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Review: “Cybertheology” by Fr. Antonio Spadaro, SJ

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Much of what has been written in recent years about the intersection of theology and information and communications technology has focused on how best to use the Internet and social media to spread the Gospel. And in the context of the New Evangelization, we talk about evangelizing the culture, a far more difficult and ambitious task. If we are to succeed at either of these endeavors, then we have to know and understand today’s digital culture. This is harder than it would, at first, seem, largely because we miss the wood for the trees.

Fr. Antonio Spadaro, SJ’s Cybertheology: Thinking Christianity in the Era of the Internet enables us to step back, take a deeper look, and reexamine our assumptions. It is a slim, timely book that raises more questions than it answers, one that manages to steer a middle course between enthusiastic appreciation of the Web’s capabilities on the one hand, and sharp criticism of its deficiencies on the other. This delicate balancing act is no easy feat, neither is it wholly successful, but it does allow for a welcome moderation. Perhaps Fr. Spadaro realizes how much of a personal stake millennials have in this absolutely vital conversation.

Before examining his arguments, it might be worthwhile saying something about who Fr. Antonio Spadaro, SJ is. A professor at the Pontifical Gregorian University in Rome and editor of the Jesuit weekly La Civiltà Cattolica, Fr. Spadaro was little known outside Italy until the election of Pope Francis. In 2013, the Italian interviewed his fellow Jesuit, who famously remarked “I am a sinner.” It remains one of the most important interviews of Pope Francis, the one that effectively introduced him to the rest of the world. Considering these Jesuits’ rapport, it is quite possible that Pope Francis has read Cybertheology; it’s not difficult to see how the book might have influenced his thinking about the New Evangelization and shaped his interactions with young people.

Cybertheology, as Fr. Spadaro defines it, is “the intelligence of the faith in the era of the Internet, that is, reflection on the thinkability of the faith in the light of the Web’s logic.” For example, how do we think of the Church in this new context? Is it like a social network that links Christians together, or a search engine that enables us to find the answers to life’s questions? Is tradition, in the sense of handing on the faith, like peer-to-peer file sharing networks? And is the Internet’s gift culture, especially Clay Shirky’s notion of cognitive surplus, like grace?

And what about the meaning of words? Saving, converting, sharing, and reading have quite specific meanings when used in relation to digital files; they mean something rather different when applied to Christian faith. Do these various meanings interact with one other? If so, how? The meanings of words, of course, are by no means fixed, no matter how hard we try to pin them down.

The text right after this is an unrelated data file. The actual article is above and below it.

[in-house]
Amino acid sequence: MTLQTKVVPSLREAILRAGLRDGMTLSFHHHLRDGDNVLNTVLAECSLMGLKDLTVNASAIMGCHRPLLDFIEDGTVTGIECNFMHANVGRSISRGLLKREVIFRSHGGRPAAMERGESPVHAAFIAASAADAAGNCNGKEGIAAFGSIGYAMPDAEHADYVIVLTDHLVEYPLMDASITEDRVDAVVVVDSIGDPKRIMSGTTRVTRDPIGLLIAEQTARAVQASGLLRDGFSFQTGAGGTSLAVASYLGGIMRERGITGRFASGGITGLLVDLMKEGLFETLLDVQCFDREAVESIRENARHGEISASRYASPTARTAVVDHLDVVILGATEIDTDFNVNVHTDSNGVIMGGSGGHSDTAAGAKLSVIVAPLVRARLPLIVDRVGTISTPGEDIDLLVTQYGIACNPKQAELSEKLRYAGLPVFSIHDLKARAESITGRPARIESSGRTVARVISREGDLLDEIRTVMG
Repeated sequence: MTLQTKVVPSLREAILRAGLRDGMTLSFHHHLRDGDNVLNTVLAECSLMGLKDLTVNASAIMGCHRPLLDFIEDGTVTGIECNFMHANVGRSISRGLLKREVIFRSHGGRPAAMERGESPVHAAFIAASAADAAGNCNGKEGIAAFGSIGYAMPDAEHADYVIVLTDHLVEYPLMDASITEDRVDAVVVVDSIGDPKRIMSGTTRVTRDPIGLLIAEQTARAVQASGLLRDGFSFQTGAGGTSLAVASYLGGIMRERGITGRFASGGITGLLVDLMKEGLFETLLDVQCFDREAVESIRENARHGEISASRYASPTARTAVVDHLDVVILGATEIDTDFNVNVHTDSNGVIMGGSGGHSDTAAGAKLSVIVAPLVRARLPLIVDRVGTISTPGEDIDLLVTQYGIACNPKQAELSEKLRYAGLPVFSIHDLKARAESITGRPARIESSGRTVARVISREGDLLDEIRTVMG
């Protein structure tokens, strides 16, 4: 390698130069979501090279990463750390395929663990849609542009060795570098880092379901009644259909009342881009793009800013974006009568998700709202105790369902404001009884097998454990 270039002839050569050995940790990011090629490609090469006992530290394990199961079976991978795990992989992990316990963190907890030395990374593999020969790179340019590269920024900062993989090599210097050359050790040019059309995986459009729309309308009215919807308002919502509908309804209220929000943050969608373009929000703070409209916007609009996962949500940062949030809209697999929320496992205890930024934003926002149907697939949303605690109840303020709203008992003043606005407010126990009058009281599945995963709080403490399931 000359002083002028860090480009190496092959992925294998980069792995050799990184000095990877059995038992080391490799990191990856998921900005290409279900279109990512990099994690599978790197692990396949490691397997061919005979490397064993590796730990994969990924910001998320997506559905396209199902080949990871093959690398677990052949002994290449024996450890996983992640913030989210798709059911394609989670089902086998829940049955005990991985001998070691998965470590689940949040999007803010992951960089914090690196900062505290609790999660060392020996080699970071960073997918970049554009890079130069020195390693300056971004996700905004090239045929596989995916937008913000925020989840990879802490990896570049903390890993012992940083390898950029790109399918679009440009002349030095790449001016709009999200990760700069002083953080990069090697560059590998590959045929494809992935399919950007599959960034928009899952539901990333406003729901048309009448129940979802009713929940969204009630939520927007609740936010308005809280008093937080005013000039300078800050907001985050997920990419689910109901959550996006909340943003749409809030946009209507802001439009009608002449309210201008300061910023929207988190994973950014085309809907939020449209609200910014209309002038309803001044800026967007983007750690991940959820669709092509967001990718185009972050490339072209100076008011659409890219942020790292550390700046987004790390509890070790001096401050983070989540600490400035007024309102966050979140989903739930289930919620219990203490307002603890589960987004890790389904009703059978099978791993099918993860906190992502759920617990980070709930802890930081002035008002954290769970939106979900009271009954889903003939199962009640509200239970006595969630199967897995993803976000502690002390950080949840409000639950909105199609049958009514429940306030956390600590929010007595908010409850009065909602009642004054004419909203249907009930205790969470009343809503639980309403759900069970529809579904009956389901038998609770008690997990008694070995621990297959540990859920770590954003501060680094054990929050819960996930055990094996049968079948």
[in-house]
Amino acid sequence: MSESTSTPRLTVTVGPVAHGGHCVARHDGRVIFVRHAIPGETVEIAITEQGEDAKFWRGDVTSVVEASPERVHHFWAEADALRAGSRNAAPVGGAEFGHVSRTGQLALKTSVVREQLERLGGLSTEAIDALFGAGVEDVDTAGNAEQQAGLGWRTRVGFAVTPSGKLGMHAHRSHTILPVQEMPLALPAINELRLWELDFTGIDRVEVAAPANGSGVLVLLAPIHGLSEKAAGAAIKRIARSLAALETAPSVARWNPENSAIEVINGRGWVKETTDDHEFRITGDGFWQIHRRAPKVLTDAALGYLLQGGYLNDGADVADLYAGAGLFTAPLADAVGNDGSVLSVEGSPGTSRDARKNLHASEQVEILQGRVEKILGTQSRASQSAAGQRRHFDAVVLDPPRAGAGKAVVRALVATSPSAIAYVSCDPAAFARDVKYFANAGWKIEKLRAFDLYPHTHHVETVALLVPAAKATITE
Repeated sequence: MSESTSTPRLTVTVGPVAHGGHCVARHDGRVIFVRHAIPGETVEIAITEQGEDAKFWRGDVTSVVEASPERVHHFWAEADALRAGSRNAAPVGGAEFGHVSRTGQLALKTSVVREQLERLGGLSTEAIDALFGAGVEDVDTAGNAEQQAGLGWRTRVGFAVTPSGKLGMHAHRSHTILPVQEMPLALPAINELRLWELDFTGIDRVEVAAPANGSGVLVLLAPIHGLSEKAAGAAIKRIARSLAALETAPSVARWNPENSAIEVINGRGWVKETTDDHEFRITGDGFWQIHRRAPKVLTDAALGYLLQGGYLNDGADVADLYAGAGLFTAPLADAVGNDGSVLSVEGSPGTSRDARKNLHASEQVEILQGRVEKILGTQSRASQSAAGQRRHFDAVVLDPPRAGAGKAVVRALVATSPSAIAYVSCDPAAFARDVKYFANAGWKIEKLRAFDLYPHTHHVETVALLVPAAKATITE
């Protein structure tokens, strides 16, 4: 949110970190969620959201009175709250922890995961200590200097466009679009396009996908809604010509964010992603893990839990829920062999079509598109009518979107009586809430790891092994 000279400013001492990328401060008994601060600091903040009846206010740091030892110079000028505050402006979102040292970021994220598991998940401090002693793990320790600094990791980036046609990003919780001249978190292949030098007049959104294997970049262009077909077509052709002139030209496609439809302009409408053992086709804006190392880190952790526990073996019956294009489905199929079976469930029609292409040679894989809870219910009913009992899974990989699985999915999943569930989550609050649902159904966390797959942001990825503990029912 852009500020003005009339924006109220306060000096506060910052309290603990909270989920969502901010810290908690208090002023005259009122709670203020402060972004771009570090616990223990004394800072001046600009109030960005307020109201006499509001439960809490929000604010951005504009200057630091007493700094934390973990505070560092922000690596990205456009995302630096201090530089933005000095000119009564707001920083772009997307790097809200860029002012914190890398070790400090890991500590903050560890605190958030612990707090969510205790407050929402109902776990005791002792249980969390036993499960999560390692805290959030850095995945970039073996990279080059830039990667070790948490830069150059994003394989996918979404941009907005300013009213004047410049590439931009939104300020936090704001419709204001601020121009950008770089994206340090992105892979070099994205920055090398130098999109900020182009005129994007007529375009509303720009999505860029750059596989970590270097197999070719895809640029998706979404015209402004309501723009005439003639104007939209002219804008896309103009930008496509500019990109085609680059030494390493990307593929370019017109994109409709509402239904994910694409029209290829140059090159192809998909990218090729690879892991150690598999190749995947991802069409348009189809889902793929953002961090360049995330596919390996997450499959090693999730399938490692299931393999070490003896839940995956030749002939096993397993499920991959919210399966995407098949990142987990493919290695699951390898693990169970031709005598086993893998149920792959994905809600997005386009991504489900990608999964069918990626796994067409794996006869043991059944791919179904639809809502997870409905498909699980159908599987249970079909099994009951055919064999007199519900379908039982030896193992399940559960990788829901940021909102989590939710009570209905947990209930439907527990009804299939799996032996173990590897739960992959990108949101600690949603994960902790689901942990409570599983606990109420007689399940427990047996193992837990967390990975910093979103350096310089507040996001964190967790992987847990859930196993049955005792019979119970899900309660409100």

Many of the writers whose work informs Cybertheology will be familiar to English-speaking readers. In addition to Clay Shirky, there is Marshall McLuhan, Sherry Turkle (best-selling author of Alone Together) and Eric Raymond. The latter’s influential essay “The Cathedral and the Bazaar” was one of the first ruminations on open source software. Raymond likens the transparent, distributed model of open source software to the bazaar, in contrast to the vertical, hierarchically-oriented cathedral. Naturally, this is not a very attractive comparison for Catholics, and Fr. Spadaro is rightly concerned to safeguard authority and tradition. He is perhaps too critical, however, of attempts to align theological methodology with open source software development, so-called “open source theology,” for open source communities are not anti-authoritarian. The Linux operating system, which is the quintessential example of open source software, was carefully managed by its originator, Linus Torvalds, even though he relied on a community of coders. And tradition was also operative, since there was always the threat of “forking.” This occurs when one or more software developers takes the source code and develops it in a different direction, leading to a kind of schism, as often happened with Unix. Eric Raymond considers it a “bad thing” and notes that that there is “serious social pressure against forking.” Sadly, Christians, including Catholics, are far too prone to forking. And this is one of the paradoxes at the heart of the Internet: the more we become connected to one another, the weaker those connections become.

There is much to think about and to wrestle with in Cybertheology, not least the book’s final chapter on collective intelligence drawing. Drawing on the thought of yet another Jesuit, Pierre Teilhard de Chardin, Fr. Antonio Spadaro connects cyberspace with the noosphere and the cosmic Christ. It is all rather speculative, but breathtaking in the possibilities and new horizons it opens up. A wide-ranging exploration, Cybertheology traverses the realms of social theory and theology with insight and intelligence.

Barnaby Hughes is a Catholic Periodical and Literature Index Metadata Analyst at the American Theological Library Association.